Another attempt to pass laws that criminalize unauthorized surveillance in agriculture facilities has been shut down by a federal judge… for the third time.

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The law was first passed back in 2019 but shut down when a judge called the law a violation of the First Amendment. This ruling was reversed in an appeals court because “accessing private property under false pretenses can be criminalized.”

Then while the first case was going through the appeals process, the Iowa legislature passed another law that would address the constitutional problems the first one had.

Then in March, US District Judge Stephanie Rose deemed the second attempt to pass the law unconstitutional because the intent of them is to “[single] out for punishment, at least in part, trespassers based on their disfavored viewpoint of agriculture.”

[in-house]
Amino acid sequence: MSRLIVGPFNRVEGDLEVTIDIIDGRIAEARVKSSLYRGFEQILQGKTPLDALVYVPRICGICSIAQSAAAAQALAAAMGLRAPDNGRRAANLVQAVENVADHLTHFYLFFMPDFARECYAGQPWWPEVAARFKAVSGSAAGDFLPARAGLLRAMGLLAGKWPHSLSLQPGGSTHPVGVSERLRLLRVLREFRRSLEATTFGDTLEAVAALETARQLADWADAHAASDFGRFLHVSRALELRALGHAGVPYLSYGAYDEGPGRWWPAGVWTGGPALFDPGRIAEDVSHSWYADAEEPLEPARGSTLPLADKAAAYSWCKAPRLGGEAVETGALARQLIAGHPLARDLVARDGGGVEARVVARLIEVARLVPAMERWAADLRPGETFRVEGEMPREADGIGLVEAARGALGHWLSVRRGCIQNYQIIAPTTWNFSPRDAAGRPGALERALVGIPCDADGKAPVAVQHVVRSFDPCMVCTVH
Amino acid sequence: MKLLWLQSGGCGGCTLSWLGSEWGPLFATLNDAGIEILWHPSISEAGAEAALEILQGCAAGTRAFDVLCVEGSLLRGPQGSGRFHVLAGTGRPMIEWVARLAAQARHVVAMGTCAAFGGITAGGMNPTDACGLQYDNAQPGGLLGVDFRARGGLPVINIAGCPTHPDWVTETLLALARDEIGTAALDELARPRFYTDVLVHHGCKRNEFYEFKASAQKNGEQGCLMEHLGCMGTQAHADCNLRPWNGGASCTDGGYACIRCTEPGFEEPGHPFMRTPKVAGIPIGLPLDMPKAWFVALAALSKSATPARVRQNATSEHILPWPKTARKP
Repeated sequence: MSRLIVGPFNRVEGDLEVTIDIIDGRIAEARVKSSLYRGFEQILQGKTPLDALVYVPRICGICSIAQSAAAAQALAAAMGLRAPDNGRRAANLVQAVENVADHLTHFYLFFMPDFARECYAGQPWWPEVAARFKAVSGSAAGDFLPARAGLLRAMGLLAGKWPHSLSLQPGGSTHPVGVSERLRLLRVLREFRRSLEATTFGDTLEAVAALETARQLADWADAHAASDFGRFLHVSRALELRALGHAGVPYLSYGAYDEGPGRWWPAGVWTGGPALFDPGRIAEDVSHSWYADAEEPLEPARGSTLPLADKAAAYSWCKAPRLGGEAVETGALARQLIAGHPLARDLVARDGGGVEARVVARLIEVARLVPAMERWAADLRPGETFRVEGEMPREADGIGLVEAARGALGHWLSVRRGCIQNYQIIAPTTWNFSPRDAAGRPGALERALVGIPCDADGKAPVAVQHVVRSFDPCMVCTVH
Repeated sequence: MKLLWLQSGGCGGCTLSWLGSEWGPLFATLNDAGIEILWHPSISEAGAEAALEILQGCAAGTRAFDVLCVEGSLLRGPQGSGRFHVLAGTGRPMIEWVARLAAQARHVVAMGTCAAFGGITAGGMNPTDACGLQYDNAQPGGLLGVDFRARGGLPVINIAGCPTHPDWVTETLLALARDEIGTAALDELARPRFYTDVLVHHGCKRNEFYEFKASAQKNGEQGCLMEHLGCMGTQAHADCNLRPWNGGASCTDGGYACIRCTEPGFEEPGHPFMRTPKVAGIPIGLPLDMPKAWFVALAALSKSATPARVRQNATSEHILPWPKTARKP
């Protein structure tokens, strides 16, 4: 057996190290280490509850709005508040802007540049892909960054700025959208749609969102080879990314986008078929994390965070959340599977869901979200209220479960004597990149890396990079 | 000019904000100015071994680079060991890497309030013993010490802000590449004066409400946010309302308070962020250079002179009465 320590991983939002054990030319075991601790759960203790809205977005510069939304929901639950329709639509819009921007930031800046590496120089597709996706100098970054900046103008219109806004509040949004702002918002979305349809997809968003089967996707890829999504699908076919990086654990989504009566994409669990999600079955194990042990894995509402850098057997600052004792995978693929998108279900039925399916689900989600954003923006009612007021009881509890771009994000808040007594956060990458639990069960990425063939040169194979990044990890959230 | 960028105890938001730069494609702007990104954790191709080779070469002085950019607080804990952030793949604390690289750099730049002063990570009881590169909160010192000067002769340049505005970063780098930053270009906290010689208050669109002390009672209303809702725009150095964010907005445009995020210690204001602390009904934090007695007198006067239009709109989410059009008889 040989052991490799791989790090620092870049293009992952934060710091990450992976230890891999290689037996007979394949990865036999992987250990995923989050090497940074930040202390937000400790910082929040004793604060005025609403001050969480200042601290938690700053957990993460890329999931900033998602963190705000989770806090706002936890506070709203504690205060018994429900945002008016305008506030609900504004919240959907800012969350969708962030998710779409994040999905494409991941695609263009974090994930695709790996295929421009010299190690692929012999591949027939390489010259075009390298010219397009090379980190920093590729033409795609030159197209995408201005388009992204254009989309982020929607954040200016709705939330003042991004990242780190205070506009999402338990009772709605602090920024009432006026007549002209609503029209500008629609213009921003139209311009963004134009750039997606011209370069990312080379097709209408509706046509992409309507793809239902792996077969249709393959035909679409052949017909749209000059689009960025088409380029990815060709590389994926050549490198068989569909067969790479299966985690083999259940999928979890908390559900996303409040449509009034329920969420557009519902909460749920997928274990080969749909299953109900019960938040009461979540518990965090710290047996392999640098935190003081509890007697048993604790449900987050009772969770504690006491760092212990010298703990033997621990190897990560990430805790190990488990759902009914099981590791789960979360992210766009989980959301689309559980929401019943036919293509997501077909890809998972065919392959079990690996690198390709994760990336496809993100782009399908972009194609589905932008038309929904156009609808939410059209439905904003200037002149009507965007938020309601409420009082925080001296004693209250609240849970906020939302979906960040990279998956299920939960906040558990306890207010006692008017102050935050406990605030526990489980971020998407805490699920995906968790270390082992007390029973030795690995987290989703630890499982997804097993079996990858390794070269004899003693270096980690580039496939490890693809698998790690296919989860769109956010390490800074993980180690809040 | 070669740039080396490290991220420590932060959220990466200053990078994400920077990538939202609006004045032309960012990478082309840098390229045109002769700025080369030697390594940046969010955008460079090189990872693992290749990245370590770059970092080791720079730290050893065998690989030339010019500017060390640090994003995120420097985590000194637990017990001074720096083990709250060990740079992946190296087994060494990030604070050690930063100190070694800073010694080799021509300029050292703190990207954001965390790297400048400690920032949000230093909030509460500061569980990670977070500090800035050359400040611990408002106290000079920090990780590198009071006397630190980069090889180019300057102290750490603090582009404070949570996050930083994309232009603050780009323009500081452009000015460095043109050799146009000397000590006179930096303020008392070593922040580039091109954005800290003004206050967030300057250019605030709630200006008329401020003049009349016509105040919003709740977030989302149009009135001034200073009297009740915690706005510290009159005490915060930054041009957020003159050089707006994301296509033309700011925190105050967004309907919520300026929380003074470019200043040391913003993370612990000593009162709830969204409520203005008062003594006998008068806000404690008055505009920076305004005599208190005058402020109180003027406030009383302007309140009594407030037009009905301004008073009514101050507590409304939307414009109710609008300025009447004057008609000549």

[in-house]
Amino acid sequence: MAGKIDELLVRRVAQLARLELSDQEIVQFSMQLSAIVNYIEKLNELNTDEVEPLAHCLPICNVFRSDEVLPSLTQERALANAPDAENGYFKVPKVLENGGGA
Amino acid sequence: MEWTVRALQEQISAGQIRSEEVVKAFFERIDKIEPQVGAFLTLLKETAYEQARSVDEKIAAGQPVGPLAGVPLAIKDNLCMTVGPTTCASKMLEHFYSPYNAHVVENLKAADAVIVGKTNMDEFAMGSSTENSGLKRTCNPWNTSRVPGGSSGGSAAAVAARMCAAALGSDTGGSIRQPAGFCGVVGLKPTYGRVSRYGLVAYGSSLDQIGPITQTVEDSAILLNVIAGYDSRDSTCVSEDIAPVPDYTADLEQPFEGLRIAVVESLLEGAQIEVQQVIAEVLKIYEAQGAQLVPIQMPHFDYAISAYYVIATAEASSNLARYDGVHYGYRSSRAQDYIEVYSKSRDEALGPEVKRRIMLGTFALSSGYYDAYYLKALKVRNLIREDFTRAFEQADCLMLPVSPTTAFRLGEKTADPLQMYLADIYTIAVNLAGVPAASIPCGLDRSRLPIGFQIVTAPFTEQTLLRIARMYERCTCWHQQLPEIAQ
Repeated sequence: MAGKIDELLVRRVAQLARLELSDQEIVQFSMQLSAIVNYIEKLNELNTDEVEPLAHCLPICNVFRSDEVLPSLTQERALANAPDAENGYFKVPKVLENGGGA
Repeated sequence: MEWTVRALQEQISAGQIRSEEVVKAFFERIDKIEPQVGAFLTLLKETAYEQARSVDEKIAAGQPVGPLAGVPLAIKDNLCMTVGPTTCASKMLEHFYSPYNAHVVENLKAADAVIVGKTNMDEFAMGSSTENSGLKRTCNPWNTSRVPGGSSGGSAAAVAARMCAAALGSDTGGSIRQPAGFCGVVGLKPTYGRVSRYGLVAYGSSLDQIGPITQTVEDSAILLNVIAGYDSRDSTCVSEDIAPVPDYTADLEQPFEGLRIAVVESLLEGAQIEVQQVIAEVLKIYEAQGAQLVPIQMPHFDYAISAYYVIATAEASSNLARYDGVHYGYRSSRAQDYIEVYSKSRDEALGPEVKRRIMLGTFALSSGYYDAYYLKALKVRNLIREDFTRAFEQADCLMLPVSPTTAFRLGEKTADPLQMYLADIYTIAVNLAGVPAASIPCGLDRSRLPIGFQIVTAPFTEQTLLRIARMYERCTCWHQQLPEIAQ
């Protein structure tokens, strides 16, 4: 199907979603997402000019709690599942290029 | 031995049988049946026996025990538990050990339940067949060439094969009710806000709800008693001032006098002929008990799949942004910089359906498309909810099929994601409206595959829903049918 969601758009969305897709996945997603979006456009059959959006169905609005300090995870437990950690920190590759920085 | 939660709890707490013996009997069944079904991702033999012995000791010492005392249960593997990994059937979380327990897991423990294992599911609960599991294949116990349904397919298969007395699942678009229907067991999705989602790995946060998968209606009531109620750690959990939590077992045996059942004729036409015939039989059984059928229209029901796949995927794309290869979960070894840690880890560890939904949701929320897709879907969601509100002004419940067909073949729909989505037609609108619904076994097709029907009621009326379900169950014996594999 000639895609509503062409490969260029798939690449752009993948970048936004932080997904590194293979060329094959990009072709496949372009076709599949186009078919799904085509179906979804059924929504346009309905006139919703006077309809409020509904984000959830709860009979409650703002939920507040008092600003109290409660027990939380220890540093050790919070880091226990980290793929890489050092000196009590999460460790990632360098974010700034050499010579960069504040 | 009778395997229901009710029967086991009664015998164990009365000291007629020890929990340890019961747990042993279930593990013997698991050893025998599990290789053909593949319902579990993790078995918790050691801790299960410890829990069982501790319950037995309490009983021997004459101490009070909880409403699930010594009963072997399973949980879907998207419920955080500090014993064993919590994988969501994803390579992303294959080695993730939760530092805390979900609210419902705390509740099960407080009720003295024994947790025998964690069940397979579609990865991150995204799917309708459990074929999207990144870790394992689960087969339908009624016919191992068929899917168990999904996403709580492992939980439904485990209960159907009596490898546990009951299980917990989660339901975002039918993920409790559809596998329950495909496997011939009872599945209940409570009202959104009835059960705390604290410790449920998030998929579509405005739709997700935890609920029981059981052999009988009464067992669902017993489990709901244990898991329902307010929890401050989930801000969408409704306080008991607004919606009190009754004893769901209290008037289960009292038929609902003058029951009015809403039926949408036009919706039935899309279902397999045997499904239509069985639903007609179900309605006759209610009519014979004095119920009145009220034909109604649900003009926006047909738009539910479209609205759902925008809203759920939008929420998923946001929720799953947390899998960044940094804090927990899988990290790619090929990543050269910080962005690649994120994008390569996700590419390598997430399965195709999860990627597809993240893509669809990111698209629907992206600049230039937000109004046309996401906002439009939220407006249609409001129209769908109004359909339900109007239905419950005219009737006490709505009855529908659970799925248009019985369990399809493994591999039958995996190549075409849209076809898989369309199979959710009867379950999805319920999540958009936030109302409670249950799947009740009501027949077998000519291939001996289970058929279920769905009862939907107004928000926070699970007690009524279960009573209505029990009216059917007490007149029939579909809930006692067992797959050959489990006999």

On Monday, U.S. District Judge Stephanie Rose ruled again that the state’s “ag-gag” laws were again unconstitutional.

That’s now three attempts in five years.

According to Iowa Capital Dispatch, the law tried to make it a crime for a person that is trespassing to use a camera or any electronic surveillance device that records images while that person is on the property. However, Rose struck this down saying “the act only punishes a trespasser exercising a constitutional right.”

By striking this down, Rose notes that the Eighth Circuit Court of Appeals states that recording, producing, editing, and publishing photos and videos are a form of protected speech. The Iowa law would prohibit cameras that restrict protected speech.

But the law can protect businesses by prohibiting unauthorized entry onto the property, not the use of cameras.

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